Photo of Carob, a 6-year-old pitbull/whippet/plott hound mix, who is cuddly, empathetic, and responsible. He'd make a great resident advisor.

Between sitting in on Presence meetings, engaging his cat siblings, and keeping his human parents entertained, Carob is one responsible canine. But his silly side reminds us that even the most hardworking students like to let loose and relax. 

So, be sure to reward your student leaders with breaks and playtime, just as our Director of Marketing Cassandra Corrado does for Carob. Oh, and don’t forget to encourage naptimes, too!


Photo of Lucy, a 2-year-old pit bull mix, who is affectionate, mellow, and observant. She should be SGA Chief Justice.

If Lucy went to high school, she’d be voted “most chill” for the senior superlatives. Around our office, she enjoys cuddle sessions and head scratches. Yet, she also doesn’t mind relaxing in a quiet space all by herself.

She’s an excellent representative of students who appreciate all the activity and buzz of campus, but don’t need to be in the middle of it all to feel satisfied. Like Lucy, these students can be great behind-the-scenes leaders; they’re ready to work hard and make an impact but are happy away from the central spotlight, thanks very much. 


photo of Pippa, a 4-year-old pit bull mix, who is confident, loyal, and energetic. She's make a great SGA Chief of Staff.

Contrary to her roommate and best friend Lucy, Pippa is a quintessential extrovert. She gains immense energy from being around all sorts of humans.

This quality makes Pippa extremely popular. Yet, when left unchecked, her extroversion could come with a cost. When she tries to interact with everyone, she’s unable to care for herself and reflect upon her own needs

Watch out for students like Pippa. She reminds us that no one should overload their social calendar.


Photo of Percy, a 3-year-old miniature pinscher mix, who is bashful, pensive, and snuggly. He'd make a great alternative spring break trip leader.

Some students don’t know how awesome they truly are.

Ditto dogs. Take Percy, for instance. He’s a stunning guy, with silky smooth fur, perky ears, and an oh-so-sweet personality to boot. But the memo proclaiming his awesomeness doesn’t always seem to reach him. He’s shy and skittish around many people. 

Yet, everyone on Team Presence adores Percy! So, we offer him lots of encouragement and reminders of our adoration. Such positivity can help your most skeptical students remember their worth and potential, too.


photo of Cannon, a 4-year-old pug/shar pei mix, who is handsome, loving, and energetic. He'd make a great vice president for the campus activities board.

This fun-loving guy adores being active. Playing fetch, rolling on the floor, eating free pizza — you name it; Cannon is in. All of this means he’s ripe for program planning.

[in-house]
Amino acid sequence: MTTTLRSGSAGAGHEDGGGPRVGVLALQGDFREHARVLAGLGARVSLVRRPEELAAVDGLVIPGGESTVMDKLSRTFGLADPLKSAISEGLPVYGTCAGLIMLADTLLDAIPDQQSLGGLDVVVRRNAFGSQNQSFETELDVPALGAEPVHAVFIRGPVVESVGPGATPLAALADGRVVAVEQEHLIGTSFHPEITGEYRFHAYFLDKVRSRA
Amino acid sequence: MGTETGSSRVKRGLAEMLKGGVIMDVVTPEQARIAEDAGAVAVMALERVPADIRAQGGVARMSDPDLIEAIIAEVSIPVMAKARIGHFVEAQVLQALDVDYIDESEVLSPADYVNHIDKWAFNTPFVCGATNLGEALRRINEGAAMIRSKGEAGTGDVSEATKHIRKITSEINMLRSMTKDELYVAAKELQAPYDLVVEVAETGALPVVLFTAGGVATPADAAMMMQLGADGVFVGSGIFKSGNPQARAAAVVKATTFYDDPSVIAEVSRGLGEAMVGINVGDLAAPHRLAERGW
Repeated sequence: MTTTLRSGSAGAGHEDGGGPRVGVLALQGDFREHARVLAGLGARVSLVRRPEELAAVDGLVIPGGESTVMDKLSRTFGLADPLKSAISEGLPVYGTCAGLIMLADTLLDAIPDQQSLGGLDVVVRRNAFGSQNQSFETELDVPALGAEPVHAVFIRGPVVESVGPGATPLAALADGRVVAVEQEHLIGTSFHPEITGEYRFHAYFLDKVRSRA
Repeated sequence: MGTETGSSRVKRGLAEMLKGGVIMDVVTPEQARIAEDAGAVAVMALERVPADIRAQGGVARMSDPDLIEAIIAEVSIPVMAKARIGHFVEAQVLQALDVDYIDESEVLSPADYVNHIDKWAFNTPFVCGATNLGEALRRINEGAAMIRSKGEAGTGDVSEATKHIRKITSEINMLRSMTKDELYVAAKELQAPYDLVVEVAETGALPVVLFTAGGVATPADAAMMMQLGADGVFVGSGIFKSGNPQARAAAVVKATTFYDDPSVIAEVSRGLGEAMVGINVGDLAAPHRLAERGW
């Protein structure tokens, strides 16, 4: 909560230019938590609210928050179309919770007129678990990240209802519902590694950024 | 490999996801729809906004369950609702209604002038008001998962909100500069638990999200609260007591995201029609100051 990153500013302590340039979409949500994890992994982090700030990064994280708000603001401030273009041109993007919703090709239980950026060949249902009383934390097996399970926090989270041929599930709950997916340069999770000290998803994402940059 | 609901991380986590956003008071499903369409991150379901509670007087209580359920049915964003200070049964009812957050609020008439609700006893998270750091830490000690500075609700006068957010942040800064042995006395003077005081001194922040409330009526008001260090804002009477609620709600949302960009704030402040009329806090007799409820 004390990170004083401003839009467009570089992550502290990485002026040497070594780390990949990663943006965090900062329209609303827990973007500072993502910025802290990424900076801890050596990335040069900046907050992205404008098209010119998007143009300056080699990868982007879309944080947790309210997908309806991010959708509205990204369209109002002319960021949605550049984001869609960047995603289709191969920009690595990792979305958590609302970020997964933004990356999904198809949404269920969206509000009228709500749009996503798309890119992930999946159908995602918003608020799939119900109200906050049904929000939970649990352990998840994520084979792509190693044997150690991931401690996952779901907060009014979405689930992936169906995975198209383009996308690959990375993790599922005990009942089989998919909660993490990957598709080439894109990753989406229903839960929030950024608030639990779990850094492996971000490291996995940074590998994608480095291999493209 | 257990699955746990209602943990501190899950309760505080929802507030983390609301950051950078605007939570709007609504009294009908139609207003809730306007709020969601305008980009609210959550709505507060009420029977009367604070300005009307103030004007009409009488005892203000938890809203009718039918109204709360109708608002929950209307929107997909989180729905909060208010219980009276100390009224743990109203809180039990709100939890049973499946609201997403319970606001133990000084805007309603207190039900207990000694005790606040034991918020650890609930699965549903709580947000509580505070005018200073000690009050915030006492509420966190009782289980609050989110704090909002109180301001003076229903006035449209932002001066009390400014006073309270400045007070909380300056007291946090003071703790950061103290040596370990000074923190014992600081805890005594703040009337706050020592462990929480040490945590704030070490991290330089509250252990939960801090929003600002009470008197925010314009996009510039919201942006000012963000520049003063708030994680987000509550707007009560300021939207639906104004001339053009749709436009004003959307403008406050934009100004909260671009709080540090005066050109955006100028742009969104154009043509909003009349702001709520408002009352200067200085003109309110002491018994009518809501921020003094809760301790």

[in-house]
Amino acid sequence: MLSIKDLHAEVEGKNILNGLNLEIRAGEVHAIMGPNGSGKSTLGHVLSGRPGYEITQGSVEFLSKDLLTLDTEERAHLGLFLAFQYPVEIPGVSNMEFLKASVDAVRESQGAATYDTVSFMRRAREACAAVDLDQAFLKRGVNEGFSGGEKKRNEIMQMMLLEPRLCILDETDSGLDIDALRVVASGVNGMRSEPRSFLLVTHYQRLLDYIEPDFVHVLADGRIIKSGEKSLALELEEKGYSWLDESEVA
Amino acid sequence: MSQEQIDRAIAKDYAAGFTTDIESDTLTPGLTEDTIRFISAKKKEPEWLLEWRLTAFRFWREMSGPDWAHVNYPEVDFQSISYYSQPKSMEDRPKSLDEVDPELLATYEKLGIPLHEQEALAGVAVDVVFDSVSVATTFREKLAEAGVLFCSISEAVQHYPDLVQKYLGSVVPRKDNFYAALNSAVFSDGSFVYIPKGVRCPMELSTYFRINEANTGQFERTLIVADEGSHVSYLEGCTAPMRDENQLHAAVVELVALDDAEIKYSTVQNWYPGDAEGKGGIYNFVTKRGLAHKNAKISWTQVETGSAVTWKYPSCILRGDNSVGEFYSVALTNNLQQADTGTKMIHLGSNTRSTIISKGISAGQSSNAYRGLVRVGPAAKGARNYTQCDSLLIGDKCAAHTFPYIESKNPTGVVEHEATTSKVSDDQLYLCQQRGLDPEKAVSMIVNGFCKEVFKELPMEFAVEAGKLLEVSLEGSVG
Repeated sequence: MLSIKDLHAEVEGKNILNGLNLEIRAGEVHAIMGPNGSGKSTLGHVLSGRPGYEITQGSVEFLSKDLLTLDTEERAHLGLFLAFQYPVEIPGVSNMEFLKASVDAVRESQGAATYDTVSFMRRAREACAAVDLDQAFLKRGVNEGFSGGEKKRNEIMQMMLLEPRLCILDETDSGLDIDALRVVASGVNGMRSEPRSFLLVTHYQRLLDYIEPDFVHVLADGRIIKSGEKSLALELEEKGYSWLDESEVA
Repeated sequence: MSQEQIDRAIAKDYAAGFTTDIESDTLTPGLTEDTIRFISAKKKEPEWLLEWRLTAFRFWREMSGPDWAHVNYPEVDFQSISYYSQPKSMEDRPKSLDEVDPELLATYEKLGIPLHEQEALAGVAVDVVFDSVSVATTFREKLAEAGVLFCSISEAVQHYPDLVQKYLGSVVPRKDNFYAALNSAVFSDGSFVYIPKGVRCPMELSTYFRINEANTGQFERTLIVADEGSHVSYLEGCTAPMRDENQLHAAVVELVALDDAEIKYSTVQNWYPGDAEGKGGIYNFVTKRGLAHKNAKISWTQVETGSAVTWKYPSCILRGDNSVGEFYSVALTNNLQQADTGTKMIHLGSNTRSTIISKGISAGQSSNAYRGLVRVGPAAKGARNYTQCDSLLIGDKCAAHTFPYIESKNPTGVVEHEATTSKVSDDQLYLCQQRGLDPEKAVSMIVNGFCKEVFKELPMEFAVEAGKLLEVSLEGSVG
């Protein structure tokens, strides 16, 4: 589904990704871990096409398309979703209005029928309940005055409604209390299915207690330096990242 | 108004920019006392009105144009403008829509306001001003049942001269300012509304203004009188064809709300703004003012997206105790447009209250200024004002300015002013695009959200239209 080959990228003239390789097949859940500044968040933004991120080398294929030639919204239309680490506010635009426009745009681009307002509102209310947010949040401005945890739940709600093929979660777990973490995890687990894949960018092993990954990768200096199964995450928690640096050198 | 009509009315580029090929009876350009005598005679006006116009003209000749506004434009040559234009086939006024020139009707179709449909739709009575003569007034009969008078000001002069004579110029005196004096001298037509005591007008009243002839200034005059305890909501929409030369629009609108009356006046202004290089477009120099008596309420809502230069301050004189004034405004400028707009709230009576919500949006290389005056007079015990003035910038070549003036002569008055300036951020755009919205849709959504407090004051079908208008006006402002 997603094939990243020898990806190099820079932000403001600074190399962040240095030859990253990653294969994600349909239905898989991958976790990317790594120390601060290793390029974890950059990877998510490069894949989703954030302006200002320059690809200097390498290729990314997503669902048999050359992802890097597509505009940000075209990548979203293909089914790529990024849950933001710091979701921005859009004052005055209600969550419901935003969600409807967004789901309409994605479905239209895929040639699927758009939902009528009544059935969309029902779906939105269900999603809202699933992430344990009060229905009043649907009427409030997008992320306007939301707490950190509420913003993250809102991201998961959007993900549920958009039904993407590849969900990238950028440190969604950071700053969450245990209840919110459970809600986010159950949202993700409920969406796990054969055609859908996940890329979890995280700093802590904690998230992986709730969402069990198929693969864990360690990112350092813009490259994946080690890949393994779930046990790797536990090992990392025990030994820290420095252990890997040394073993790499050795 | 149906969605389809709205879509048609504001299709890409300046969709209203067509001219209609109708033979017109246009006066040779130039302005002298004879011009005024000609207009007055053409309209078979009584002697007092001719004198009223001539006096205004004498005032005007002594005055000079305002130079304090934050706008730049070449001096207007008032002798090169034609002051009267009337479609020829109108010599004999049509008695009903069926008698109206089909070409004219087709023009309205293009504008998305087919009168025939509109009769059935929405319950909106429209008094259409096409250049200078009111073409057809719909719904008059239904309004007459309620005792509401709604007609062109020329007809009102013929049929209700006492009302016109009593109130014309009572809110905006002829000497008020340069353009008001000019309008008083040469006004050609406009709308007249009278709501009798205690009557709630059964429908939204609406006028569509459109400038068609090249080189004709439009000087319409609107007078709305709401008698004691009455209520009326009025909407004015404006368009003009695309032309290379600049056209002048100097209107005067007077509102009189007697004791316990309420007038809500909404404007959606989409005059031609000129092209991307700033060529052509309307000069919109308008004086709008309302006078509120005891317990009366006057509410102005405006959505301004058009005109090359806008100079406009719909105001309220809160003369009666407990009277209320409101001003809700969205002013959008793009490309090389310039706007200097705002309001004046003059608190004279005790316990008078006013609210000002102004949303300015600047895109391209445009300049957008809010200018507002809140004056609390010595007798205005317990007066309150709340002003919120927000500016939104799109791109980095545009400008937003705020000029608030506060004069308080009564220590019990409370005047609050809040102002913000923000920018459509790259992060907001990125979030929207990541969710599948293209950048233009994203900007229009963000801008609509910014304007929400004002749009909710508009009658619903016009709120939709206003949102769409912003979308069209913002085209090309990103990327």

Know of a student who can’t seem to get enough of your programs? Invite them to get in on the planning action! That way, they can still enjoy all the fun, plus gain the leadership development benefits that come along with planning events for their peers. 


Photo of Bella, a 12-year-old black lab/pitbull mix. She's caring, adventurous, and clever. She's make a great student liaison for health and wellness.

This gorgeous gal loves taking naps, eating her veggies, and going on walks. In other words, she’s a self-care superstar! But as Bella wisely understands, self-care doesn’t have to be difficult. It can be relaxing, adventurous, and delicious.


 Photo of Milu, a 12-year-old maltese mix, who is sleepy, silly, and hungry. He'd be the treasurer of the Tracks for Treats Club.

Upon first meeting Milu, you might assume that he doesn’t hold much influence within his home. After all, he’s teeny tiny. We have plants bigger than him in the office.

But, underestimating Milu’s power and confidence would be a grave mistake. He has a spirited bark and isn’t afraid to use it.

Similarly, you should never underestimate a student based on their physical attributes, cultural background, or academic resume. Give them opportunities to take charge and express their opinions; they may surprise you!


photo of Sulley, an 8-year-old mutt tzu, who is bossy, grumpy, and protective. He'd make a great president of the Underdog Outreach Club.

Despite his goofy face, Sulley can be a bit of a grump. If he attended canine college, he’d likely roll his eyes during icebreakers and complain throughout orientation.

But, don’t discount Sulley as a leader! His cleverness and pickiness could actually make him a stellar program planner or student organization board member. He’d be thorough. 

Similarly, when you hand certain pessimistic students the reins, they may change their attitudes. Planning programs allows them to take charge, make decisions that meet their high ideals, and gain a new appreciation for all the hard work done by their peers and staff. 

What have you learned about student affairs from the pets in your life? We’d love to see photos! Tweet us @themoderncampus.

Jodi Tandet

About the author: Jodi Tandet (she/her) is Modern Campus's Content Marketing Strategist. She's a proud graduate of Emory University, where she majored in Creative Writing, and of Nova Southeastern University, where she earned her master's degree in College Student Affairs. She previously worked for Hillel: the Foundation for Jewish Campus Life, where she engaged students in co-curricular programming at Cornell University and The University of Pittsburgh. Learn how we can help get your students involved.